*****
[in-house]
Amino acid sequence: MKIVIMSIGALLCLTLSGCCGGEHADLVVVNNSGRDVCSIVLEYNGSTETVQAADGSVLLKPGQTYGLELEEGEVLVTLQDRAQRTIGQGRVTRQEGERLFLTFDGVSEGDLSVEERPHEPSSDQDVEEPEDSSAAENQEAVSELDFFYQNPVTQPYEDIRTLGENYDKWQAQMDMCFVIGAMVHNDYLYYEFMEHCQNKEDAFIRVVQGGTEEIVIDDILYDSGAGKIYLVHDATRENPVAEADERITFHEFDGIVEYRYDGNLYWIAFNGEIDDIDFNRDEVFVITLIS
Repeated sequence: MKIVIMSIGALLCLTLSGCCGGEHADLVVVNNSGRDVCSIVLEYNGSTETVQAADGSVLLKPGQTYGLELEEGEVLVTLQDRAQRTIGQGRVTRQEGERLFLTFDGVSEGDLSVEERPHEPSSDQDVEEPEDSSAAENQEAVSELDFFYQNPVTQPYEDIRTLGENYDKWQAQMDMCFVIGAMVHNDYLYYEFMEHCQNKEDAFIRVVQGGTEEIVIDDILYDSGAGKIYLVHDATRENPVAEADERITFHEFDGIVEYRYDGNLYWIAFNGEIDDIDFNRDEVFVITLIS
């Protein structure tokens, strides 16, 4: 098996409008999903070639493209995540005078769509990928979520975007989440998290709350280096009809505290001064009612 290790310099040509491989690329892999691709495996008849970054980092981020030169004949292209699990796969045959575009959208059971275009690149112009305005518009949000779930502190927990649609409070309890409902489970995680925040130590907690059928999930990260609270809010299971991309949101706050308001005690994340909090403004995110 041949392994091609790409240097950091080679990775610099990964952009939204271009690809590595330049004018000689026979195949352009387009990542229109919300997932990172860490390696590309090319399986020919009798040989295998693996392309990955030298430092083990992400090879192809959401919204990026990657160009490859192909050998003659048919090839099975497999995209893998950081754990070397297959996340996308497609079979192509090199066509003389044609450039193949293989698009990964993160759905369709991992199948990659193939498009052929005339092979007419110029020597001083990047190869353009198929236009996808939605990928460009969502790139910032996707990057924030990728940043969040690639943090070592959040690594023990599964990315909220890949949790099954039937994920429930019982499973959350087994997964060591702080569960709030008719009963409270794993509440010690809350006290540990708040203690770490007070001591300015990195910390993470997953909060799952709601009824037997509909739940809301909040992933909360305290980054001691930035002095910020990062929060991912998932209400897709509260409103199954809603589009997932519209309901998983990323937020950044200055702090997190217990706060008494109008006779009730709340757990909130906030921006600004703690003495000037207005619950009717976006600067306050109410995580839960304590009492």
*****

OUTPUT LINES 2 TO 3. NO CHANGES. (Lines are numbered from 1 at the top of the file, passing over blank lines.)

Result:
Amino acid sequence: MKIVIMSIGALLCLTLSGCCGGEHADLVVVNNSGRDVCSIVLEYNGSTETVQAADGSVLLKPGQTYGLELEEGEVLVTLQDRAQRTIGQGRVTRQEGERLFLTFDGVSEGDLSVEERPHEPSSDQDVEEPEDSSAAENQEAVSELDFFYQNPVTQPYEDIRTLGENYDKWQAQMDMCFVIGAMVHNDYLYYEFMEHCQNKEDAFIRVVQGGTEEIVIDDILYDSGAGKIYLVHDATRENPVAEADERITFHEFDGIVEYRYDGNLYWIAFNGEIDDIDFNRDEVFVITLIS
Repeated sequence: MKIVIMSIGALLCLTLSGCCGGEHADLVVVNNSGRDVCSIVLEYNGSTETVQAADGSVLLKPGQTYGLELEEGEVLVTLQDRAQRTIGQGRVTRQEGERLFLTFDGVSEGDLSVEERPHEPSSDQDVEEPEDSSAAENQEAVSELDFFYQNPVTQPYEDIRTLGENYDKWQAQMDMCFVIGAMVHNDYLYYEFMEHCQNKEDAFIRVVQGGTEEIVIDDILYDSGAGKIYLVHDATRENPVAEADERITFHEFDGIVEYRYDGNLYWIAFNGEIDDIDFNRDEVFVITLIS